How to Grow Hydrangeas from Cuttings
Take fresh growth cuttings from a healthy plant in early summer to easily propagate hydrangea. Cuttings should be at least 6 inches (15 cm) long, with no blossoms. Make sure there are 2-3 leaves on the cutting by snipping off the cutting just below a leaf node.
Cover the cuttings with a plastic bag and put them in a potting soil-filled pot. Place it in a shaded spot that is not exposed to direct sunlight. Moisture is important for soil health. The cutting should have roots after approximately four weeks, and new stem growth should begin to emerge.
After that, you can move outdoors to a bigger pot. To protect them from frost in late fall, lightly blanket with mulch. You may transfer the new hydrangea plant from its pot to a suitable site in your garden in early spring, after the danger of frost has passed. Instead, in the spring, take stem cuttings and root them in pots for four weeks before planting them directly in your garden.
Hydrangea shrubs are known for their spectacular floral display of huge ball-like blooms. Blue, pink, red, lilac, purple, chartreuse, white, and lime-green are some of the hues available in hydrangea blossoms. Similarly, depending on the soil acidity, flowers on bigleaf and mountain hydrangeas change color.
Showy rounded globular flower clusters and delicate flowers like small buds in the center and large 4- or 5-petaled flowers in a ring around the cluster of buds (lacecap hydrangea) are two types of flowers found in hydrangea flower heads. Late spring through the summer, and into the fall, most hydrangea cultivars bloom. Hydrangeas come in six different colors, each with four distinct flower types.
- Mophead hydrangea flowers—Bigleaf hydrangeas have large pom-pom flowers that are usually pink, blue, or white in color.
- Lacecap flowers—A cluster of flower buds in the middle is surrounded by beautiful blooms, giving the flower heads a delicate, lacy look. White blooms bloom on climbing hydrangeas, some bigleaf hydrangeas, and mountain hydrangeas.
- Panicle flowers—On panicle hydrangea and oakleaf hydrangea plants, cone-like hydrangea blooms appear. White, pink, or a mix of both are possible flower hues.
- Snowball hydrangea flowers—Snowball hydrangeas are big globular clusters of white florets, as the name suggests. Smooth hydrangeas are known to have snowball flowers.
How to Change the Color of Hydrangea Flowers
By altering the soil pH, you may change the color of hydrangea blooms. Blue flowers bloom in acidic soil, while pink blooms bloom in alkaline soil in bigleaf hydrangeas such as the mophead and lacecap types. To encourage bigleaf hydrangeas to bloom blue flowers, add organic compost (acetic).
To lower the soil’s pH level, you can also add coffee grinds, crushed eggshells, and citrus peels. Amend the soil with lime to increase the pH level and transform mophead and lacecap hydrangeas pink.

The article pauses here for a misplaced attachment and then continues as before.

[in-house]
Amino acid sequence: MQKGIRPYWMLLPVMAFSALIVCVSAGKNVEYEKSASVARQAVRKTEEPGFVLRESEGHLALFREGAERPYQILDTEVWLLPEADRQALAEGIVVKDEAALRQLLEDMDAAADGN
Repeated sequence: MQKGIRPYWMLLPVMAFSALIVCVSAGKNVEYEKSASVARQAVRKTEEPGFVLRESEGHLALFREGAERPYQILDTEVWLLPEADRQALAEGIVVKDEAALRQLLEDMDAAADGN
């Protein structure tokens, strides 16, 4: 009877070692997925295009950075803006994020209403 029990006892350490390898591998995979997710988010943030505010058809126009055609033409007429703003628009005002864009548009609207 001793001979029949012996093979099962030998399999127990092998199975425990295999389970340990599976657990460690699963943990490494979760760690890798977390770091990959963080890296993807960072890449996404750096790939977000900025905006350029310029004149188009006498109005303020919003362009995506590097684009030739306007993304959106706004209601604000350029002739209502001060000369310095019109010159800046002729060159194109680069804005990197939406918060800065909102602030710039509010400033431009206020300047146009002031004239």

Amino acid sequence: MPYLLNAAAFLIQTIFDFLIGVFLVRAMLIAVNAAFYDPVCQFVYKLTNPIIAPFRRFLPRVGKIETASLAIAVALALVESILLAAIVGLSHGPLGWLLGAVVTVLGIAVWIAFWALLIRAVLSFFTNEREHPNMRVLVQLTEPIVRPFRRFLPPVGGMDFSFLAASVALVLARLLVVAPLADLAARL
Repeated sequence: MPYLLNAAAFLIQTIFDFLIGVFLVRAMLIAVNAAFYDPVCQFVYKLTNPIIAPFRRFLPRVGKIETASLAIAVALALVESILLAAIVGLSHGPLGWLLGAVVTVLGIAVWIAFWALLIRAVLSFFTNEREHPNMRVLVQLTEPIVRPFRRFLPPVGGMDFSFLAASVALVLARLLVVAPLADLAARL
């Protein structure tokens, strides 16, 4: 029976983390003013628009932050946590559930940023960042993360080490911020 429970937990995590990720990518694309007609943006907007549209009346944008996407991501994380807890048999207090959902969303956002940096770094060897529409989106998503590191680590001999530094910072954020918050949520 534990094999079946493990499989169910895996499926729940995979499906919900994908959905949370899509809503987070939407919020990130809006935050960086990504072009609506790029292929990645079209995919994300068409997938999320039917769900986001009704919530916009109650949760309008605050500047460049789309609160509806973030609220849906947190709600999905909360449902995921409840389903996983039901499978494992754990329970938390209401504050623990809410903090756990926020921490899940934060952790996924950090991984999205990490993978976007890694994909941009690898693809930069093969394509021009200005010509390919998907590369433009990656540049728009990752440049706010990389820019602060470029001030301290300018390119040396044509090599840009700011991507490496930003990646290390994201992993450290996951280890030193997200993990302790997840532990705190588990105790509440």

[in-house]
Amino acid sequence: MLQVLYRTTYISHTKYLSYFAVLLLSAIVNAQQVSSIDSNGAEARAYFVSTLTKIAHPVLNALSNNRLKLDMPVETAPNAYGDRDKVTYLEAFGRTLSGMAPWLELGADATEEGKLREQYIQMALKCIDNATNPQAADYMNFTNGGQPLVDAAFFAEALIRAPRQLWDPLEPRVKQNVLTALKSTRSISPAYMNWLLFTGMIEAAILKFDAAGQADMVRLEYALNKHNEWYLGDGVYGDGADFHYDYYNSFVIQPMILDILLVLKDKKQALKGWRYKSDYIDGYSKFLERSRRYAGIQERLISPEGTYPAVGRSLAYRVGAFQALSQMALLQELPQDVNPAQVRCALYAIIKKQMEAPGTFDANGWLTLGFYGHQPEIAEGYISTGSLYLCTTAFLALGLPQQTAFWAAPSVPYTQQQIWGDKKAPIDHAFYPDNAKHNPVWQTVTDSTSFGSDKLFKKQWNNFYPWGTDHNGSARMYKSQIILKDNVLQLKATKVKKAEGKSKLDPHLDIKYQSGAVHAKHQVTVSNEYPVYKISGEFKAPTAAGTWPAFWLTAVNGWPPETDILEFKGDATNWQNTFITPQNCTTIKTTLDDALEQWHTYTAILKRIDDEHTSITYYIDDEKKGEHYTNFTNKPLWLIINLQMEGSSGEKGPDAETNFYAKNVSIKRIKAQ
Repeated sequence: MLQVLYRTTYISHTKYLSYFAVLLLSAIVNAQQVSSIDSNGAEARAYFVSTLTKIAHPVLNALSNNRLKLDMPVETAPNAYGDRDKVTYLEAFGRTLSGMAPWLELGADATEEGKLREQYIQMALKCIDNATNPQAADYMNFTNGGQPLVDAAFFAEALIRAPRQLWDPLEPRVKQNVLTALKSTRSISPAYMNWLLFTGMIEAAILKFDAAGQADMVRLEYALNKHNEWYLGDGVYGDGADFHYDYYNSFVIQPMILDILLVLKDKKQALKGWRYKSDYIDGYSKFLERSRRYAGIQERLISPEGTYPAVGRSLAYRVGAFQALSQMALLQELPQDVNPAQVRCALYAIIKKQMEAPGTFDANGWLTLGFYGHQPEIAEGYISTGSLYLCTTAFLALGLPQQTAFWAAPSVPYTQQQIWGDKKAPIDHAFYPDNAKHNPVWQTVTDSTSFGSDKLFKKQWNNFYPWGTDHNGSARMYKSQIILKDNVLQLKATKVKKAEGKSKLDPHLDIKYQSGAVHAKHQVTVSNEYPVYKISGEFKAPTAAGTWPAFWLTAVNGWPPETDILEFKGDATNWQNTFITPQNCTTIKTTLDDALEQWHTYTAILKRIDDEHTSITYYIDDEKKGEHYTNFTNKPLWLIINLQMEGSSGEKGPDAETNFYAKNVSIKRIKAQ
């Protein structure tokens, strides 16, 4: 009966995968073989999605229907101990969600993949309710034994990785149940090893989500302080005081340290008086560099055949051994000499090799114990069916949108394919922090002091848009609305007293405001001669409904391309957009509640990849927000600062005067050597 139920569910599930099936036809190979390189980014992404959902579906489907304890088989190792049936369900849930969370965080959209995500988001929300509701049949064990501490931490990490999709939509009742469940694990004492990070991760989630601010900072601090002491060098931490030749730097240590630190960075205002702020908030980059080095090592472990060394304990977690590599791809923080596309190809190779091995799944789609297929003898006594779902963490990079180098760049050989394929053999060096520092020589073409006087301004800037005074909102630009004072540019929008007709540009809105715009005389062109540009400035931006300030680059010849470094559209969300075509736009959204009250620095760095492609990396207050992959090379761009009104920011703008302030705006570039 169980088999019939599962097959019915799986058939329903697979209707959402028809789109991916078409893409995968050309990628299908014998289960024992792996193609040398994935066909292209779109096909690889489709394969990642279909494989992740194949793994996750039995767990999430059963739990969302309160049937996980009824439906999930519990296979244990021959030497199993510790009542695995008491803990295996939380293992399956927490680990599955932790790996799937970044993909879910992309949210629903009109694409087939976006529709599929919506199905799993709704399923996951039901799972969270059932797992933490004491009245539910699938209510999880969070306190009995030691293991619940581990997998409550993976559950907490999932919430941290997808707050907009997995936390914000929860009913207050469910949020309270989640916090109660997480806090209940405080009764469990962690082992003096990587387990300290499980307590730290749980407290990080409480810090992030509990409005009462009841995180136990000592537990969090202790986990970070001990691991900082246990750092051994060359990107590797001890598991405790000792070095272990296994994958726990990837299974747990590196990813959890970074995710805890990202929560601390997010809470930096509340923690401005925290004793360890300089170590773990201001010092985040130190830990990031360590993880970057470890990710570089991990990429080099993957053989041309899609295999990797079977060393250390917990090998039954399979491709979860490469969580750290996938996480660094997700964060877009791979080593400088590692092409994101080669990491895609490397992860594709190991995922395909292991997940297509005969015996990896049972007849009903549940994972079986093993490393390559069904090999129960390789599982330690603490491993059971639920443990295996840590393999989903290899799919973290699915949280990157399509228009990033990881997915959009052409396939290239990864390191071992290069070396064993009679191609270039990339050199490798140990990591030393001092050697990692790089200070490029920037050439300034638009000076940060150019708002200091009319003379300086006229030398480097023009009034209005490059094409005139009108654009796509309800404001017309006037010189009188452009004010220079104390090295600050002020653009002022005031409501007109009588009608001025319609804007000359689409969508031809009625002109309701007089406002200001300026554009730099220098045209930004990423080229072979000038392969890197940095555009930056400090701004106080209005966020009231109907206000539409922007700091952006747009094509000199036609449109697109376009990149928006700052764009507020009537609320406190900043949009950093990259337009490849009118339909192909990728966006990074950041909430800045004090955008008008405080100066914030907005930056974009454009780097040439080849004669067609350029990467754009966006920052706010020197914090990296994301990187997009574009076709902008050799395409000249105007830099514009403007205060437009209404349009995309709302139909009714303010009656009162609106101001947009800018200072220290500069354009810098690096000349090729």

An all-purpose, slow-release formula with an NPK rating of 10-10-10 is the best type of fertilizer for hydrangeas. In order to boost the health of hydrangea bushes, you may also apply an organic fertilizer made up of sulfur, compost, and peat moss. You may also get a fertilizer specifically made for hydrangea plants.
When and how to fertilize hydrangeas
If you’re using a slow-release fertilizer, the best time to fertilize hydrangea bushes is in the spring. During the growing season, this kind of fertilizer provides enough nutrients to the roots.
Apply fertilizer in March, May, and July if you’re using organic matter. It’s critical to apply fertilizer around the shrub’s drip line when applying it. This prevents root burn and ensures that the hydrangea plant’s roots get an even supply of nutrients.
Pruning Care for Hydrangeas
Pruning is necessary for hydrangeas’ overall care because it encourages robust, bushy development and abundant blooming. Knowing the kind of hydrangea you have is important when deciding when to trim hydrangea plants. Flower buds develop on new wood, while aging wood serves as support for hydrangeas.
When to Prune a Hydrangea
Hydrangeas that bloom on old wood should be pruned in late summer, depending on the type of hydrangea. The following are the ones to look out for:
- Bigleaf hydrangeas (Hydrangea macrophylla)
- Mountain hydrangeas (Hydrangea serrata)
- Oakleaf hydrangeas (Hydrangea quercifolia)
- Climbing hydrangeas (Hydrangea petiolaris)
Late winter to early spring is the best time to trim Hydrangeas that bloom on new wood. The following are the ones listed above:
- Panicle hydrangeas (Hydrangea paniculata)
- Smooth hydrangeas (Hydrangea arborescens)
How to prune hydrangeas
After the hydrangea shrub blooms, begin cutting back the branches to prevent it from blooming on old wood. To keep the shrub’s shape and remove dead branches, simply trim the stems lightly. In addition, in the spring, you can trim branch tips to encourage more tiny flowers rather than large flower heads. In late winter or early spring, cut hydrangeas blooming on new wood back by one-third to reduce their size. To encourage new growth, trim the stems just above the leaf node.
Hard pruning on a smooth hydrangea will result in large flower heads. The hydrangeas may even be cut back to the soil. Minimal pruning, on the other hand, will result in multiple smaller flower heads.
Hydrangea Not Blooming – How to Get Hydrangea to Rebloom